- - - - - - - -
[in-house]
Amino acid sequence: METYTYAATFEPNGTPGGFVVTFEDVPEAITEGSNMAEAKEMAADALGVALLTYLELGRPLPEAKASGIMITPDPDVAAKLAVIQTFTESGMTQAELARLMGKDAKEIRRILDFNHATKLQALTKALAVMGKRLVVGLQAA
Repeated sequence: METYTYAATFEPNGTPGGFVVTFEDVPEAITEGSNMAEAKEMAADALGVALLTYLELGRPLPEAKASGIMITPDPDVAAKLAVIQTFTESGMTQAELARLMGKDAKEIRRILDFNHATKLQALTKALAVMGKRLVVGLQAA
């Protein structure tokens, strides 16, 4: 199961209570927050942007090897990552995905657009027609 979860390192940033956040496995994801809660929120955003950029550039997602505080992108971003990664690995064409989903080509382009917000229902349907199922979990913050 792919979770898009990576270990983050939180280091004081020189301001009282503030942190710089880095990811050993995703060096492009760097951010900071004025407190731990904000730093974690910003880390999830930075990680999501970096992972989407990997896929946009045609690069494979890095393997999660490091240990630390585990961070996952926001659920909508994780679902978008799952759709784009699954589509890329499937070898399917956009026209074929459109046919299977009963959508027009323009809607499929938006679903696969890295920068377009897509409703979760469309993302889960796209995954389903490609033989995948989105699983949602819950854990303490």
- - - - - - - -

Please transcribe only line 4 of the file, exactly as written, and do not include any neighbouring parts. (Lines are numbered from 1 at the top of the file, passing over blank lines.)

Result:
């Protein structure tokens, strides 16, 4: 199961209570927050942007090897990552995905657009027609 979860390192940033956040496995994801809660929120955003950029550039997602505080992108971003990664690995064409989903080509382009917000229902349907199922979990913050 792919979770898009990576270990983050939180280091004081020189301001009282503030942190710089880095990811050993995703060096492009760097951010900071004025407190731990904000730093974690910003880390999830930075990680999501970096992972989407990997896929946009045609690069494979890095393997999660490091240990630390585990961070996952926001659920909508994780679902978008799952759709784009699954589509890329499937070898399917956009026209074929459109046919299977009963959508027009323009809607499929938006679903696969890295920068377009897509409703979760469309993302889960796209995954389903490609033989995948989105699983949602819950854990303490």